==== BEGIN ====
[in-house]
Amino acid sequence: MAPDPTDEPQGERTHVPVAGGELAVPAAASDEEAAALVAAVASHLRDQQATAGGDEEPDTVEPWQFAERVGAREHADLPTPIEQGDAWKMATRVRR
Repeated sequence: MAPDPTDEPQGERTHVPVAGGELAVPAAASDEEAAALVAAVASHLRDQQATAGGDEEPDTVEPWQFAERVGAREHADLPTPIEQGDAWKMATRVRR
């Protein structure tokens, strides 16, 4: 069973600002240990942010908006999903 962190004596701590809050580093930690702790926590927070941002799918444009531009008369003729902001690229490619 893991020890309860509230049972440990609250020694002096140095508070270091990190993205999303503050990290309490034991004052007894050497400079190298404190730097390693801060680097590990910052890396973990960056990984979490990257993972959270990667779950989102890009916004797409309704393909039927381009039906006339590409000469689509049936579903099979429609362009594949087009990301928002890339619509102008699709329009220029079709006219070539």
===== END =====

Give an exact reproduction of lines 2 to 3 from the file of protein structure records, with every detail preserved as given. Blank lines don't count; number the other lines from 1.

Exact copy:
Amino acid sequence: MAPDPTDEPQGERTHVPVAGGELAVPAAASDEEAAALVAAVASHLRDQQATAGGDEEPDTVEPWQFAERVGAREHADLPTPIEQGDAWKMATRVRR
Repeated sequence: MAPDPTDEPQGERTHVPVAGGELAVPAAASDEEAAALVAAVASHLRDQQATAGGDEEPDTVEPWQFAERVGAREHADLPTPIEQGDAWKMATRVRR